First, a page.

Shorter wavelengths (<600 nm) damage pigmented cells with lower energy fluencies, while longer wavelengths (>600 nm) penetrate deeper but need more energy to cause melanosome damage. Besides wavelength, pigment specificity of lasers also depends on pulse width. With an estimated thermal relaxation time of 250–1000 ns, melanosomes require submicrosecond laser pulses (<1 μs) for their selective destruction, but longer pulse durations in the millisecond domain do not appear to cause specific melanosome damage.[54]

Acne laser blue light can be used for active acne as well as PIH [Figure 6]. Blue light not only targets the propionibacterium acne but also improves PIH and erythema. The 1064 nm QS-Nd: YAG is well absorbed by melanin and being a longer wavelength causes minimal damage to epidermis and is not absorbed by hemoglobin. The deeper skin penetration is also helpful to target dermal melanin.[55] Low-dose QS Nd: YAG laser induces sublethal injury to melanosomes causing fragmentation and rupture of melanin granules into the cytoplasm.[56] This effect is highly selective for melanosomes as this wavelength is well absorbed by melanin relative to other structures.[45] Different platforms utilize different fluence, pulse width, and frequency for optimum results. The fluence used is less than 1.9–2.6 J/cm2, spot size 6 mm, and frequency of 10 Hz.[57]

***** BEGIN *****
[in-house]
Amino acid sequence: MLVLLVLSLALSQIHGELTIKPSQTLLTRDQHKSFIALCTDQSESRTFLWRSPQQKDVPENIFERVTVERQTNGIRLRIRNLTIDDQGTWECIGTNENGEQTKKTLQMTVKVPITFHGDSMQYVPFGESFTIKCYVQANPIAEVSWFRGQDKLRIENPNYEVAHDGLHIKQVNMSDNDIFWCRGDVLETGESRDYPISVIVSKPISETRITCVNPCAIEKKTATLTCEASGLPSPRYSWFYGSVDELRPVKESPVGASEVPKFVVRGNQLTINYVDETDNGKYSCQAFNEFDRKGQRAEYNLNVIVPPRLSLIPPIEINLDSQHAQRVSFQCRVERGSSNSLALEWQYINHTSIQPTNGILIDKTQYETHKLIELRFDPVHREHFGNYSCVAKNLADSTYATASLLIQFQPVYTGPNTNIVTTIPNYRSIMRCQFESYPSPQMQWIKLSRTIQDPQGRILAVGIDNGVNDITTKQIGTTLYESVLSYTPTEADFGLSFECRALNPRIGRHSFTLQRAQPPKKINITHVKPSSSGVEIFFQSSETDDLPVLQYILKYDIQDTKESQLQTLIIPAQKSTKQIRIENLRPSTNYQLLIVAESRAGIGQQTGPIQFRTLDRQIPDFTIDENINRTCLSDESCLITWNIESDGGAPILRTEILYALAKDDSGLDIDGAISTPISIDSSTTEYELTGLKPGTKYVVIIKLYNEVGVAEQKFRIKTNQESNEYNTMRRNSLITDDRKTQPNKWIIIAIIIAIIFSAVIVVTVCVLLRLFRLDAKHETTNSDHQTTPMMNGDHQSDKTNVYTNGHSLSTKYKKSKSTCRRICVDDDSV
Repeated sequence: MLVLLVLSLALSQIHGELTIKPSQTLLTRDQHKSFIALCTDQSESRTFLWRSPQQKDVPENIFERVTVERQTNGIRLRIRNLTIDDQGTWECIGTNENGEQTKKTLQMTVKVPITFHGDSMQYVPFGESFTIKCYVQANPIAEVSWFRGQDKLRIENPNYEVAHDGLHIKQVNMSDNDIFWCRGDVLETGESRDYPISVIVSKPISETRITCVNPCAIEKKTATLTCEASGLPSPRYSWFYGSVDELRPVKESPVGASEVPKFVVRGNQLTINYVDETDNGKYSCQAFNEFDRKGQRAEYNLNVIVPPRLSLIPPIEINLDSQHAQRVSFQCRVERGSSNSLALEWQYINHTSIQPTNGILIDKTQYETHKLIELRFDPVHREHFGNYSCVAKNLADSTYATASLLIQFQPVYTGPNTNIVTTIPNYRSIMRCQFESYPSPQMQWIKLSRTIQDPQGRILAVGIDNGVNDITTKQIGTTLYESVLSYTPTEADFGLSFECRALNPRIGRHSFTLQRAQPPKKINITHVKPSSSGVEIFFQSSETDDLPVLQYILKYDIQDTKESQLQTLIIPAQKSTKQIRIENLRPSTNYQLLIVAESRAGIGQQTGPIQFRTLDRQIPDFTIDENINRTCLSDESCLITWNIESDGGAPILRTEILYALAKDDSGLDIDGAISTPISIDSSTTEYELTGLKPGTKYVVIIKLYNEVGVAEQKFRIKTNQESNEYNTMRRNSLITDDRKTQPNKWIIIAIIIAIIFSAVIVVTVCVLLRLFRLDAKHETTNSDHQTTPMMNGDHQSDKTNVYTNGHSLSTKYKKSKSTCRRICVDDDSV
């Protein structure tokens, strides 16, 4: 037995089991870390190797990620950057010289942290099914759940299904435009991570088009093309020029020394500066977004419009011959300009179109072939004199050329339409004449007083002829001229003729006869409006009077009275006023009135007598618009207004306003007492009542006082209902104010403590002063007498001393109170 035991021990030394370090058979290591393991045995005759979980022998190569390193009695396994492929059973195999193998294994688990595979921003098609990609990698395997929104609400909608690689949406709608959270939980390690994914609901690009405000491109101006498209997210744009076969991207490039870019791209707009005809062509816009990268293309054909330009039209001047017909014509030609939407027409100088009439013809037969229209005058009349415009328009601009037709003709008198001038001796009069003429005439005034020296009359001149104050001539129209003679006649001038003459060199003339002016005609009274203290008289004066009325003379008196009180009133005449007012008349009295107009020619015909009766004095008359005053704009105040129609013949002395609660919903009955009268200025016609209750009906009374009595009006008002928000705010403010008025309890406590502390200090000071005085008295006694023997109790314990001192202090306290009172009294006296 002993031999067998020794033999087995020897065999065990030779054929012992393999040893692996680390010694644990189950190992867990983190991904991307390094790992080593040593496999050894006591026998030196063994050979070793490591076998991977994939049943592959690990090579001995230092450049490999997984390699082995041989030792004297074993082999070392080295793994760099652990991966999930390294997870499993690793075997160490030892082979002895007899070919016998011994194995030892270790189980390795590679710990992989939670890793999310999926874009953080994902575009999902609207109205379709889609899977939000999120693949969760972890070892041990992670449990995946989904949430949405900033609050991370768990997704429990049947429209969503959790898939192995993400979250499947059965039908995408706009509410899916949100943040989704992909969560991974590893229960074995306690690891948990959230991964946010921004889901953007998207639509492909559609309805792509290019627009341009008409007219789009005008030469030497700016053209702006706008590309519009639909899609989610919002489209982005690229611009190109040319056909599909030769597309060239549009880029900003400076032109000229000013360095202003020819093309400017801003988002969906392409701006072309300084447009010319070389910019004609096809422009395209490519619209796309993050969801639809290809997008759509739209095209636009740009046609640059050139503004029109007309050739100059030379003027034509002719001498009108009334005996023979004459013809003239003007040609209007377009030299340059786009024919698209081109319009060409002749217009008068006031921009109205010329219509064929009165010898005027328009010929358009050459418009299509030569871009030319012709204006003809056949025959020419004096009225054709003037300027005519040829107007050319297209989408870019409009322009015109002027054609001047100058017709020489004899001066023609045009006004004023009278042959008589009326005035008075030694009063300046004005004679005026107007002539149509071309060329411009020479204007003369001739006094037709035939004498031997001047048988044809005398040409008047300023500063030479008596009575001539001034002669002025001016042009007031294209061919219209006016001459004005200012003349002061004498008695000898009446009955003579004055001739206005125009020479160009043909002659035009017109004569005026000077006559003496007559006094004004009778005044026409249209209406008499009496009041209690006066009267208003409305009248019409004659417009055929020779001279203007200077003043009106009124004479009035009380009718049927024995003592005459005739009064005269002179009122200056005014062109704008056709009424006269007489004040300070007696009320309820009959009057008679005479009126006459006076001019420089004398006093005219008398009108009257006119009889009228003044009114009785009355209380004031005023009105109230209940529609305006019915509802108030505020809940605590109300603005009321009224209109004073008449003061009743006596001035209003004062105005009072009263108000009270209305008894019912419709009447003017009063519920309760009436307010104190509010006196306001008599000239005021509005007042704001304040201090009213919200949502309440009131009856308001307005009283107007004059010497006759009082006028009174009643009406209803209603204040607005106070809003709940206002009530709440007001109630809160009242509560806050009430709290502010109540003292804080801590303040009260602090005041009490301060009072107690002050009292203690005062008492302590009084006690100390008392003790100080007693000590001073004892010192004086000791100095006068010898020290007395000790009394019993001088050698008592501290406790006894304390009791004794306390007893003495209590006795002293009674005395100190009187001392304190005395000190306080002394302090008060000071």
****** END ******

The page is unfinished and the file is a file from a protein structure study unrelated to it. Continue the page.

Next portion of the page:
This is a new concept in laser therapy in which multiple microscopic zones of thermal damage are created leaving the majority of the skin intact.[58,59] The latter serves as a reservoir for healing. These multiple columns of thermal damage are called microthermal treatment zones (MTZ) and lead to extrusion of microscopic epidermal necrotic debris (MEND) that includes pigment in the basal layer.[60] The viable keratinocytes at the wound margins facilitate the migration of MENDs. The depth and diameter of MTZ are determined by the energy levels used. In non-ablative erbium glass laser, there are no visibly ablative zones but only microscopic columns of damage.[61] There is virtually zero down time and only mild erythema and swelling are visible. Hence, the recovery is faster and complications of open wounds such as hyper- or hypo-pigmentation are avoided.[62] In ablative lasers (erbium YAG 2940 and CO2 laser), on the other hand, healing time is 5–7 days with crusting and exfoliation [Figure 9]. The stratum corneum is found to be intact after 24 h of treatment. There is less risk of scarring, in fact, use of ablative lasers leads to improvement of post-acne scars. Sensitive areas such as neck and chest that are more prone to scarring can be safely treated with lesser fluence and less number of passes. Furthermore, greater depths of penetration can be achieved as entire skin surface is not ablated hence, dermal PIH can be targeted.[63]

Figure 9:: Pixel erbium YAG laser before and after three sessions.